On the very day that we announced that HealthNewsReview.org would no longer systematically review network TV health news stories, we were provided two fresh examples – both on ABC – of the sorry state of many network TV health news efforts.
Reporting on the two studies in the Journal of the National Cancer Institute that raised important questions about both prostate cancer screening and breast cancer screening (at least the role of clinical breast exams), ABC still managed to end up with strong statements of endorsement – DESPITE the evidence on which they just reported.
On ABC’s World News Tonight, reporter Dan Harris turned to a New York urologist for his only expert interview on the prostate issue. He didn’t interview the authors of the study. Nor Dr. Otis Brawley of the American Cancer Society who wrote a powerful accompanying editorial. He only turned to a urologist, who makes his living off of diagnosing and treating prostate cancer.
Harris asked the urologist: “Seeing this study, one is tempted to conclude that you should stay away from early screening. Is that the right conclusion to reach?”
The urologist responded: “That’s absolutely the wrong conclusion to reach. …You should be screened because if you had cancer you’d want to know about it.”
Harris’ conclusion: “Bottomline: doctors we spoke with today said you should still go for early screening but you should know that these tests are not foolproof.”
Harris said they spoke with “doctors” (plural). Viewers should ask: which doctors? Who were they? Were they all urologists? Why didn’t you have the authors appear (one of whom is a urologist)? We only heard from one urologist.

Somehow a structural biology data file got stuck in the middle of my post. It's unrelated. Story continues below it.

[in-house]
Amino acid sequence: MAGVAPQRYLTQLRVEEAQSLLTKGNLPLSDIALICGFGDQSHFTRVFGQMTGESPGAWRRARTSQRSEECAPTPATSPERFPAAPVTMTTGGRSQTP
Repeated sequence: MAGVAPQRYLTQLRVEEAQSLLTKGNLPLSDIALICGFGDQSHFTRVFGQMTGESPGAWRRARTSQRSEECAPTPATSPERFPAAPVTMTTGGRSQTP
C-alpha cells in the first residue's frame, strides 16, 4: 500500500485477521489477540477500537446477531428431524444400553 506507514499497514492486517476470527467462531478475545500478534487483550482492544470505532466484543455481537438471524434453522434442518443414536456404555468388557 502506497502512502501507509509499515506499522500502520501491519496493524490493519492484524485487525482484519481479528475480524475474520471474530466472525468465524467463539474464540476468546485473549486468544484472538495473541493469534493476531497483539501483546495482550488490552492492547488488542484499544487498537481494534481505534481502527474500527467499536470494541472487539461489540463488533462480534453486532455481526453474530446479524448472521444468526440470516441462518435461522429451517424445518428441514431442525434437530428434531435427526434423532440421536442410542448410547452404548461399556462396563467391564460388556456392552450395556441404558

Then, on ABC’s Good Morning America this morning, medical contributor Dr. Marie Savard reviewed the two studies. Savard wrapped up her discussion with anchor Diane Sawyer by emphasizing that the digital rectal exam (one prostate screening option) “is still important.”
Savard: “Men you still need to appear every year and get checked.”
Diane Sawyer “You’d rather have a false positive than something missed.”
Savard’s opinion and Sawyer’s rhetoric clash with the recommendations of major scientific and medical organizations, which don’t differentiate between PSA tests and digital rectal exams.
Neither the PSA test nor the DRE is 100% accurate. Abnormal results of these tests don’t always mean that cancer is present, and normal results don’t always mean that there is no cancer. Uncertain or false test results could cause confusion and anxiety. Some men might have a prostate biopsy (which carries its own small risks, along with discomfort) when cancer is not present, while others might get a false sense of security from normal test results when cancer is actually present.
No major scientific or medical organizations, including the American Cancer Society (ACS), American Urological Association (AUA), US Preventive Services Task Force (USPSTF), American College of Physicians (ACP), National Cancer Institute (NCI), American Academy of Family Physicians (AAFP), and American College of Preventive Medicine (ACPM) support routine testing for prostate cancer at this time.
Over and over and over I have written about how many news organizations stick to the pro-screening message despite the best and latest evidence.
ABC News has done it again – twice – in different programs.
There were opportunities here to drive home the importance of shared decision-making, to explain the uncertainties, to show how there isn’t one best choice for all people. But despite the fact that they reported on the studies – mostly accurately – they still left viewers with strong screening endorsements at the end of both programs.
That’s advocacy, not journalism.